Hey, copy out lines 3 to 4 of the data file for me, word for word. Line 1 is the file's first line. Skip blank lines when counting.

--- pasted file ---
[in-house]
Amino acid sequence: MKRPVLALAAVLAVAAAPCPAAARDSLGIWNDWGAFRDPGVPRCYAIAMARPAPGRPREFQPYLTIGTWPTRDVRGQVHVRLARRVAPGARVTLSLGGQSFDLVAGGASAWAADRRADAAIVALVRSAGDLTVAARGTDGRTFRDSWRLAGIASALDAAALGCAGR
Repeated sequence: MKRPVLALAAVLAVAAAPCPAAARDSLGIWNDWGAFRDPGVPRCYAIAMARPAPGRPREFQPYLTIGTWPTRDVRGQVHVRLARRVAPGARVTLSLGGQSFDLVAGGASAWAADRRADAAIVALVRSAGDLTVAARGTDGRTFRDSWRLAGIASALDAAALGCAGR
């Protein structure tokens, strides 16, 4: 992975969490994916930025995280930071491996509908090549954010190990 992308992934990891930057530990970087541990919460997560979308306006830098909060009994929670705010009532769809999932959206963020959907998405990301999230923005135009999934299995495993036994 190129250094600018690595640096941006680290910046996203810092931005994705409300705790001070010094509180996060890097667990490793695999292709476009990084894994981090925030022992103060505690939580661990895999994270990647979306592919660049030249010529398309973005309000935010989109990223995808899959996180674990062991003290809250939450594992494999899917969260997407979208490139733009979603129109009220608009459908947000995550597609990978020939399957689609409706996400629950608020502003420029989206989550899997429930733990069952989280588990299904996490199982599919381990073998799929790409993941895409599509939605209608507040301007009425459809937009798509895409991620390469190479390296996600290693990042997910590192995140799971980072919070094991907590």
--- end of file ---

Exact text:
Repeated sequence: MKRPVLALAAVLAVAAAPCPAAARDSLGIWNDWGAFRDPGVPRCYAIAMARPAPGRPREFQPYLTIGTWPTRDVRGQVHVRLARRVAPGARVTLSLGGQSFDLVAGGASAWAADRRADAAIVALVRSAGDLTVAARGTDGRTFRDSWRLAGIASALDAAALGCAGR
């Protein structure tokens, strides 16, 4: 992975969490994916930025995280930071491996509908090549954010190990 992308992934990891930057530990970087541990919460997560979308306006830098909060009994929670705010009532769809999932959206963020959907998405990301999230923005135009999934299995495993036994 190129250094600018690595640096941006680290910046996203810092931005994705409300705790001070010094509180996060890097667990490793695999292709476009990084894994981090925030022992103060505690939580661990895999994270990647979306592919660049030249010529398309973005309000935010989109990223995808899959996180674990062991003290809250939450594992494999899917969260997407979208490139733009979603129109009220608009459908947000995550597609990978020939399957689609409706996400629950608020502003420029989206989550899997429930733990069952989280588990299904996490199982599919381990073998799929790409993941895409599509939605209608507040301007009425459809937009798509895409991620390469190479390296996600290693990042997910590192995140799971980072919070094991907590």